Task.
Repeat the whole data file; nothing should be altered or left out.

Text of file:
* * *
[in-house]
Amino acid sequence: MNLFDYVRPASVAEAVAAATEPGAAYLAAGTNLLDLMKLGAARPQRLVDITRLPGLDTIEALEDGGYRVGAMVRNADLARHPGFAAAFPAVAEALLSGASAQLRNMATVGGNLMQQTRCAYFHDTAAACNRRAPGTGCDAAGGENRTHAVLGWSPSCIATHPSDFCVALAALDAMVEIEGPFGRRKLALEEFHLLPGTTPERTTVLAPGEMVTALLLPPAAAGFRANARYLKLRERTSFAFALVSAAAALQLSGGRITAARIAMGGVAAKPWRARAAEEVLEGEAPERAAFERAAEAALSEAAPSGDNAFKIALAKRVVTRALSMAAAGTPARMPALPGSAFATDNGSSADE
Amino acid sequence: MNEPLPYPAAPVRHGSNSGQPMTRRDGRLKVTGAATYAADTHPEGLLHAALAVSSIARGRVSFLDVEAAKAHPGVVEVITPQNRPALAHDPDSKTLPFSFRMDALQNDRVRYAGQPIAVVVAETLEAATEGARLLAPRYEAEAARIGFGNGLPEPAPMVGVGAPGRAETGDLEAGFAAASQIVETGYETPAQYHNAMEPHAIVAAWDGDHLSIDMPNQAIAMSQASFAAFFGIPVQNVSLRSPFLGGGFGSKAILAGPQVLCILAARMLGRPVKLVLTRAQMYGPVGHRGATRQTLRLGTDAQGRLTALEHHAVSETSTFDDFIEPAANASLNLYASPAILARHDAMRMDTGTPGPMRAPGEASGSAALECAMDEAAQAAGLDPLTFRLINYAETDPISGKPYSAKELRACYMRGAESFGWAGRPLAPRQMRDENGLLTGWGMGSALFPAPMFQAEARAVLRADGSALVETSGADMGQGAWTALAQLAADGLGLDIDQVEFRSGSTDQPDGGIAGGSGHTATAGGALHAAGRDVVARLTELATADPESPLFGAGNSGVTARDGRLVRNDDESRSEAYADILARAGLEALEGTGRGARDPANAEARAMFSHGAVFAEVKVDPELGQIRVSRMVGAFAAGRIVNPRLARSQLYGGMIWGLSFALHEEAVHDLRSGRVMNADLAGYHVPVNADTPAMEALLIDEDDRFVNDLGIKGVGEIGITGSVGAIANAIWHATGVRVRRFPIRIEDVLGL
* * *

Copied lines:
[in-house]
Amino acid sequence: MNLFDYVRPASVAEAVAAATEPGAAYLAAGTNLLDLMKLGAARPQRLVDITRLPGLDTIEALEDGGYRVGAMVRNADLARHPGFAAAFPAVAEALLSGASAQLRNMATVGGNLMQQTRCAYFHDTAAACNRRAPGTGCDAAGGENRTHAVLGWSPSCIATHPSDFCVALAALDAMVEIEGPFGRRKLALEEFHLLPGTTPERTTVLAPGEMVTALLLPPAAAGFRANARYLKLRERTSFAFALVSAAAALQLSGGRITAARIAMGGVAAKPWRARAAEEVLEGEAPERAAFERAAEAALSEAAPSGDNAFKIALAKRVVTRALSMAAAGTPARMPALPGSAFATDNGSSADE
Amino acid sequence: MNEPLPYPAAPVRHGSNSGQPMTRRDGRLKVTGAATYAADTHPEGLLHAALAVSSIARGRVSFLDVEAAKAHPGVVEVITPQNRPALAHDPDSKTLPFSFRMDALQNDRVRYAGQPIAVVVAETLEAATEGARLLAPRYEAEAARIGFGNGLPEPAPMVGVGAPGRAETGDLEAGFAAASQIVETGYETPAQYHNAMEPHAIVAAWDGDHLSIDMPNQAIAMSQASFAAFFGIPVQNVSLRSPFLGGGFGSKAILAGPQVLCILAARMLGRPVKLVLTRAQMYGPVGHRGATRQTLRLGTDAQGRLTALEHHAVSETSTFDDFIEPAANASLNLYASPAILARHDAMRMDTGTPGPMRAPGEASGSAALECAMDEAAQAAGLDPLTFRLINYAETDPISGKPYSAKELRACYMRGAESFGWAGRPLAPRQMRDENGLLTGWGMGSALFPAPMFQAEARAVLRADGSALVETSGADMGQGAWTALAQLAADGLGLDIDQVEFRSGSTDQPDGGIAGGSGHTATAGGALHAAGRDVVARLTELATADPESPLFGAGNSGVTARDGRLVRNDDESRSEAYADILARAGLEALEGTGRGARDPANAEARAMFSHGAVFAEVKVDPELGQIRVSRMVGAFAAGRIVNPRLARSQLYGGMIWGLSFALHEEAVHDLRSGRVMNADLAGYHVPVNADTPAMEALLIDEDDRFVNDLGIKGVGEIGITGSVGAIANAIWHATGVRVRRFPIRIEDVLGL